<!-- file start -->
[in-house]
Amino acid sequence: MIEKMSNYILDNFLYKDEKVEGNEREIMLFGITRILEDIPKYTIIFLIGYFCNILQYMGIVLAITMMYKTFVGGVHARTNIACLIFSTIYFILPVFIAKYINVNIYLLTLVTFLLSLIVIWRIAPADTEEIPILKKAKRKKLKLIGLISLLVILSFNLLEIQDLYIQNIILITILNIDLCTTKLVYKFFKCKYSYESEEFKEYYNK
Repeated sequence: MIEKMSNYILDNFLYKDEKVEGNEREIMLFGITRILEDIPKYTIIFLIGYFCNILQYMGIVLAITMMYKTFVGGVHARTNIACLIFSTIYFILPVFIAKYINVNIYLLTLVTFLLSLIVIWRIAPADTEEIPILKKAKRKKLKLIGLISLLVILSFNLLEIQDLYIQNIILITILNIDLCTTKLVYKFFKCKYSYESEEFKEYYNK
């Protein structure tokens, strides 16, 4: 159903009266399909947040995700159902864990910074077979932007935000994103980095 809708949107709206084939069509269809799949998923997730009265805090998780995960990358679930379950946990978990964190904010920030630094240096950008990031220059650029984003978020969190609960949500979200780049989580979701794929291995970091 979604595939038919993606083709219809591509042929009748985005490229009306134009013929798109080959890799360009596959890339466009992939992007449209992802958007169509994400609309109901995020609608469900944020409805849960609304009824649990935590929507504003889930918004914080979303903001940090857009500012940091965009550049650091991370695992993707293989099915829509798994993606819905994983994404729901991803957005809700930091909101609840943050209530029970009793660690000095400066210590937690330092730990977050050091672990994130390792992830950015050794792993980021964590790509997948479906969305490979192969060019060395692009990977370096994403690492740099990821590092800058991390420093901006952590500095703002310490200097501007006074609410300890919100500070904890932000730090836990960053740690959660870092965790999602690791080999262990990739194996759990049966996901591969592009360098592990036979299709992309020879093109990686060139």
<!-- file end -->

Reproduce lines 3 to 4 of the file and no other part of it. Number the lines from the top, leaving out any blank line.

Repeated sequence: MIEKMSNYILDNFLYKDEKVEGNEREIMLFGITRILEDIPKYTIIFLIGYFCNILQYMGIVLAITMMYKTFVGGVHARTNIACLIFSTIYFILPVFIAKYINVNIYLLTLVTFLLSLIVIWRIAPADTEEIPILKKAKRKKLKLIGLISLLVILSFNLLEIQDLYIQNIILITILNIDLCTTKLVYKFFKCKYSYESEEFKEYYNK
């Protein structure tokens, strides 16, 4: 159903009266399909947040995700159902864990910074077979932007935000994103980095 809708949107709206084939069509269809799949998923997730009265805090998780995960990358679930379950946990978990964190904010920030630094240096950008990031220059650029984003978020969190609960949500979200780049989580979701794929291995970091 979604595939038919993606083709219809591509042929009748985005490229009306134009013929798109080959890799360009596959890339466009992939992007449209992802958007169509994400609309109901995020609608469900944020409805849960609304009824649990935590929507504003889930918004914080979303903001940090857009500012940091965009550049650091991370695992993707293989099915829509798994993606819905994983994404729901991803957005809700930091909101609840943050209530029970009793660690000095400066210590937690330092730990977050050091672990994130390792992830950015050794792993980021964590790509997948479906969305490979192969060019060395692009990977370096994403690492740099990821590092800058991390420093901006952590500095703002310490200097501007006074609410300890919100500070904890932000730090836990960053740690959660870092965790999602690791080999262990990739194996759990049966996901591969592009360098592990036979299709992309020879093109990686060139």